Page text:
Dr. WENK. Mr. Chairman, if I might comment on that and explain how we would interpret that particular provision. Let me underscore again my earlier comment that I do not regard the enactment of this resolution as a blank check.
Mr. LENNON. I wish we could get that assurance from everybody else in the Federal Government who may be involved in this sometime in the next decade.
Dr. WENK. Well, this committee is one with which we have sought continuous consultation on these foreign affairs matters, as you know, and have benefited from the consultation and certainly intend to continue. The Congress has a further control over this program in the future through its appropriations actions.
In this regard, to be specific, I should like to recall for this committee that the funding for the International Geophysical Year, which in that case was entirely through one agency, was a line item in order that the Congress would have a very clear picture of the total commitment of funds and that it would not be buried in other budget items.
We have made no commitment, but it is my own personal belief at this time that the same should be true with this International Decade of Ocean Exploration.
U.S. PLANNING FOR DECADE
Mr. LENNON. Doctor, I don't want to ask you to yield, but the record reflects the fact that the National Council has assigned the Committee on Ocean Exploration and Environmental Science Services within the Council the responsibility for defending the framework for the 10-year Decade of Exploration. That is true, isn't it?
Dr. WENK. Insofar as the interests of the Federal agencies are concerned. Let me mention that the decade planning will be undertaken by staff within the Council itself.
Mr. LENNON. Am I correct, Doctor, in saying that, from what I read now and have read in the past, the Council has given its Committee on Ocean Exploration and Environmental Services the task of developing a framework for a 10-year exploration plan? That plan is related to the International Decade of Ocean Exploration, is it not? Dr. WENK. It is indeed, but that is only the Federal part of a national plan for exploration. In other words, there will be both an input from this committee of the Federal agencies and an input from the Academy of Sciences and Academy of Engineering, reflecting the goals and approaches of people outside the Government.
It will be our responsibility within the Council to pull these two together to a consistent, coordinated plan for the United States itself.
BUREAU OF THE BUDGET INTERPRETATION
Mr. LENNON. The reason I asked you that, Doctor, is that on this committee there is a representative of the Bureau of the Budget, Mr. James M. H. Gregg, right?
Dr. WENK. Yes, sir.
Mr. LENNON. He is the representative on the Council of the Bureau of the Budget, is he not, or does the Council have a member from the Bureau of the Budget?
Dr. WENK. Mr. Zwick, Director of the Bureau of the Budget, is observer to the Council.
Mr. LENNON. Could this committee be furnished with a letter from the echelon of the Bureau of the Budget to make a part of this record to dispel my concerns relating to subsection (5) of section 2?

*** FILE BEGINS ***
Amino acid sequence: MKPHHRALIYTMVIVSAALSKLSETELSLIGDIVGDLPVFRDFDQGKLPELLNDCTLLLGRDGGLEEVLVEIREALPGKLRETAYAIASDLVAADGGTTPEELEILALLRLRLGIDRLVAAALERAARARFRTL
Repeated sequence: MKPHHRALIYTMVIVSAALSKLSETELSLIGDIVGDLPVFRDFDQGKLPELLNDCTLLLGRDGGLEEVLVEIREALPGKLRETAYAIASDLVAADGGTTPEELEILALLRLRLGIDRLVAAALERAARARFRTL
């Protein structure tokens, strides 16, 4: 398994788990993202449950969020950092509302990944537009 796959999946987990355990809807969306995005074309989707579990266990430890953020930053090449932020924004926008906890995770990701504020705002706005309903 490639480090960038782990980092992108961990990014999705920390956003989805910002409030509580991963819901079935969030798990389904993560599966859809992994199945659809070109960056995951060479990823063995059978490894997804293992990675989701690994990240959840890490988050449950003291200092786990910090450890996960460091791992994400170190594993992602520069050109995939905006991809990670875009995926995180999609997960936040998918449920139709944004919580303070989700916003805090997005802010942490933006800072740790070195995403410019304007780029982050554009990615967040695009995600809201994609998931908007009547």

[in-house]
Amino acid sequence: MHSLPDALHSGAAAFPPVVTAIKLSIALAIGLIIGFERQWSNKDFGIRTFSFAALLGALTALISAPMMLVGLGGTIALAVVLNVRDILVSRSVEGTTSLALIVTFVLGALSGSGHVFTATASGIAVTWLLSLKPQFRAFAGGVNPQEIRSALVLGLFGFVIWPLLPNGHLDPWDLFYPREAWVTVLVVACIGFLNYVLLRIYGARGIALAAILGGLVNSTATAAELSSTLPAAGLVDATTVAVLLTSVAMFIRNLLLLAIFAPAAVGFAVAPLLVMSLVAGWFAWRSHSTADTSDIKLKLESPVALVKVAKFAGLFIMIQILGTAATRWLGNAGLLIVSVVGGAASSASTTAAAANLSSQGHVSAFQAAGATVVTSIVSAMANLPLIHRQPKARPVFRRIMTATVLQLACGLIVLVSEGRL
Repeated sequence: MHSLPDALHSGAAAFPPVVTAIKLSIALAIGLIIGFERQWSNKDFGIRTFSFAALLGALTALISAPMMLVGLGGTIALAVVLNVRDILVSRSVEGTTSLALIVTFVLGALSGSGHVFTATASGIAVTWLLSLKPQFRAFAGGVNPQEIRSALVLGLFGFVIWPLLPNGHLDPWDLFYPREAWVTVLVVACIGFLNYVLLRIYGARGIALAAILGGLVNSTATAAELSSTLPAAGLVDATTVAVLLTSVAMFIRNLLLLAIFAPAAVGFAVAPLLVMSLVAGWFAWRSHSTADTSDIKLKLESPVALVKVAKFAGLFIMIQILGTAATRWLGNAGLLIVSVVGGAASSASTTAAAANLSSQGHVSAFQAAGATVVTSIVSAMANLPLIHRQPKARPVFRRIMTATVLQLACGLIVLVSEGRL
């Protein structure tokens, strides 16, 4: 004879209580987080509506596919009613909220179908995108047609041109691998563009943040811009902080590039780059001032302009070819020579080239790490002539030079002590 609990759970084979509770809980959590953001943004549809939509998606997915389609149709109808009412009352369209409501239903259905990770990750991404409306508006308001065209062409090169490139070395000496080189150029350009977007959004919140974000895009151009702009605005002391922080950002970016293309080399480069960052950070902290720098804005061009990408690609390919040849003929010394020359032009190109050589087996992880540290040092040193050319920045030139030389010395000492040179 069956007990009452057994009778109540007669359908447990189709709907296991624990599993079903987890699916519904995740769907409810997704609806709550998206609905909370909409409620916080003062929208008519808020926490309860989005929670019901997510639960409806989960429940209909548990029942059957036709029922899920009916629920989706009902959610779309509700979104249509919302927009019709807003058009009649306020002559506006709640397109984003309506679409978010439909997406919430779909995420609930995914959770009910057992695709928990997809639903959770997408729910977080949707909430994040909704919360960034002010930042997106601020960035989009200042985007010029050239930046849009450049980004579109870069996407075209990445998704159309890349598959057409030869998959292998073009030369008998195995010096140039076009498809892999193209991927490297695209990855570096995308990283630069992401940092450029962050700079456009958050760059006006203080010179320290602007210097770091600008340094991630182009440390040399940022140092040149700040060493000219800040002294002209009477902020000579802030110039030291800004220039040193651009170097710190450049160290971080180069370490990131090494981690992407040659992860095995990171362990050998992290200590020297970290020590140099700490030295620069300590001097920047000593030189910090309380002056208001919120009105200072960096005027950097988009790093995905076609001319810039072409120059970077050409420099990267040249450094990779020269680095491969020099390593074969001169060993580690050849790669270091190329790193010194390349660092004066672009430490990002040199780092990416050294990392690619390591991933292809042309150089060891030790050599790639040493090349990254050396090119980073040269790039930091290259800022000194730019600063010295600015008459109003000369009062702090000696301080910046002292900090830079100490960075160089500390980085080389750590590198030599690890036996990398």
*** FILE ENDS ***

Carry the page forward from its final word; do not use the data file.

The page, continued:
Subsections (1), (2), (3), and (4) I am not worried about; but I am worried about the first sentence of section 2 as related to subsection (5).
If we could get a letter from the Bureau of the Budget that, in the judgment of the Bureau of the Budget, this was not such an endorsement sufficient that it would authorize the executive branch of the Government to provide for "technical and training assistance and facilities to the developing countries and support to international organizations," in order that they might "effectively contribute their share to the International Decade of Ocean Exploration" without the permission of Congress, that would dispel by doubts.
Would you gentlemen do that?
Mr. POLLACK. Yes.
Dr. WENK. Yes.
(The information follows:)
EXECUTIVE OFFICE OF THE PRESIDENT,
BUREAU OF THE BUDGET, Washington, D.C., August 6, 1968.
Dr. EDWARD WENK, Jr.,
Executive Secretary, National Council on Marine Resources and Engineering Development, Washington, D.C.
DEAR DR. WENK: This is in response to your July 29, 1968, letter concerning the interpretation of Section 2 of proposed House Concurrent Resolution 803.
It is our view that H. Con. Res. 803 and S. Con. Res. 72, 90th Congress, would not provide statutory authority for the conduct of the activities set forth in the
resolutions. We also do not regard these resolutions as providing authorization for additional appropriations for these activities. We consider these measures to be expressions of the sense of the Congress with respect to the conduct of the activities described therein to the extent that these activities, and appropriations to finance them, are otherwise authorized by law.
Mr. LENNON. The gentleman from California.
PHILIP S. HUGHES,
I wanted to take the opportunity to interrupt you because there were certain points that I wanted developed as we went along.
Mr. REINECKE. Thank you, Mr. Chairman.
Do I understand that this Decade is an outgrowth of the 10-year oceanographic plan that was put forth a couple of years ago? Dr. WENK. Mr. Reinecke, I would say not directly.
As I recall, in the spring of 1963, a 10-year plan for Federal oceanography was submitted to the Congress. It laid out in broad general terms the full range of activities in which the Federal agencies would engage and it also gave some idea as to the costs for the 10 years, but it was not focused as this one is on international cooperation.
RELATIONSHIP TO OTHER INTERNATIONAL ISSUES
Mr. REINECKE. What is your feeling with respect to the various studies that are going on now? I am thinking of the Roosevelt resolution in the United Nations. I believe the Council is going forward with a Federal study, and I believe the Commission is going forward with a Federal study.
How do you propose that these will be correlated, or will they?
Mr. POLLACK. We understand, sir, that the proposal for a Decade, which has been discussed with the National Marine Commission will have their endorsement, so we are tied in with that organization.
The several resolutions which called for studies by the U.N. Secretariat are all, I think, completely in consonance with the concept of a Decade of Exploration. The decade concept is a broader framework than any of the specific activities called for by the earlier resolutions. Mr. REINECKE. This will supersede those?
Mr. POLLACK. Yes; and sweep them off.
COOPERATION BY SOVIETS
Mr. REINECKE. On the subject of the IGY at one point I know the Soviets were reluctant to cooperate on the exchange of information. Did they ever finally cooperate to your knowledge?
Mr. POLLACK. The IGY resulted in the establishment at two locations, one in Moscow and one in Washington, of World Oceanographic Data Centers. I do not have current information on the extent to which information is moving between them, but my general impression is that data is flowing and the cooperation of the Soviets is taking place on the movement of information of basic type.
Mr. REINECKE. Do you have something more on that, Dr. Wenk? Dr. WENK. I would just like to comment, Mr. Reinecke, that it is my impression that the Soviets have been cooperating with us not only with oceanography, but also with meteorological and many other types of data. Neither side seems completely happy as to the speed